Assessing the diagnostic validity of a blind register
Article first published online: 24 MAR 2011
© 2011 The Authors. Clinical and Experimental Ophthalmology © 2011 Royal Australian and New Zealand College of Ophthalmologists
Clinical & Experimental Ophthalmology
Volume 39, Issue 6, pages 494–500, August 2011
How to Cite
Crewe, J. M., Morgan, W. H., Morlet, N., Spilsbury, K., Mukhtar, A., Clark, A., Ng, J. Q., Crowley, M. and Semmens, J. B. (2011), Assessing the diagnostic validity of a blind register. Clinical & Experimental Ophthalmology, 39: 494–500. doi: 10.1111/j.1442-9071.2011.02509.x
- Issue published online: 7 AUG 2011
- Article first published online: 24 MAR 2011
- Accepted manuscript online: 21 JAN 2011 11:23AM EST
- Received 7 October 2010; accepted 20 December 2010.
- blind register;
- positive predictive value;
Background: To validate the accuracy of clinical ophthalmic information held on the West Australian blind register.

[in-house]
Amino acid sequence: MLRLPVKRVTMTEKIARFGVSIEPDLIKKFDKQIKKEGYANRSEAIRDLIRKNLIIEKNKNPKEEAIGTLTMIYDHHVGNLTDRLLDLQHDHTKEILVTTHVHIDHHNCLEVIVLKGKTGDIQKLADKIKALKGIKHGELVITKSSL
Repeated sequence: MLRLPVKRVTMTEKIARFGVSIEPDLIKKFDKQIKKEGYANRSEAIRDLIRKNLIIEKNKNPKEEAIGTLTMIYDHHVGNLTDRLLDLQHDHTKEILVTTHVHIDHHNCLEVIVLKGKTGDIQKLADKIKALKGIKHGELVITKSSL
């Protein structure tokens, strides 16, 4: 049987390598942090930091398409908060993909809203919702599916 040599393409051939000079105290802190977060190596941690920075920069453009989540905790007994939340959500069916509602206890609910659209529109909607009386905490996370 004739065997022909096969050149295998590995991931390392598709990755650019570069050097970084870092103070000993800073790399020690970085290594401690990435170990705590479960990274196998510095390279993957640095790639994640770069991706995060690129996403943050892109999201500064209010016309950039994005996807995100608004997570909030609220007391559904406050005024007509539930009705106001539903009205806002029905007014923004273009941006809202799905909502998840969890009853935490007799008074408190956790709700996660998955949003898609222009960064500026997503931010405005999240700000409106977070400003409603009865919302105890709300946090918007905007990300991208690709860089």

Design: Community-based cross-sectional study.
Participants: Legally blind or severely vision-impaired people were selected randomly from the Association for the Blind of Western Australia register.
Methods: Individuals were reviewed by one of two consultant ophthalmologists.
Main Outcome Measures: The positive predictive value (ppv), sensitivity and specificity for legal blindness status and diagnostic causes of vision loss were calculated using data extracted from the Association for the Blind of Western Australia blind register.
Results: 273 blind or near blind people were reviewed from the register total of 4271 individuals. There were more women (57%) than men, median age 81 years. For legal blindness status the ppv was 0.88 (95% confidence interval [CI] 0.82–0.92), sensitivity 0.75 (95% CI 0.74–0.84) and specificity 0.6 (95% CI 0.46–0.73). The ppv for the diagnostic causes of blindness were: age-related macular degeneration = 0.95 (95% CI 0.91–0.97), retinitis pigmentosa ppv = 1 (95% CI 0.81–1.0), diabetic retinopathy ppv = 0.9 (95% CI 0.57–0.99), optic neuropathies ppv = 0.77 (95% CI 0.51–0.92) and glaucoma ppv = 0.87 (95% CI 0.7–0.96). Forty individuals (15%) had treatable conditions contributing to their vision loss.
Conclusions: The blind register diagnoses and legal blindness status are of high accuracy. This information allows useful linkages to other databases for studies of blindness interactions. A regular updating mechanism would improve the future accuracy of this valuable regional asset. The presence of untreated cataract suggests that regular follow up and appropriate treatment may help optimize vision in blind patients.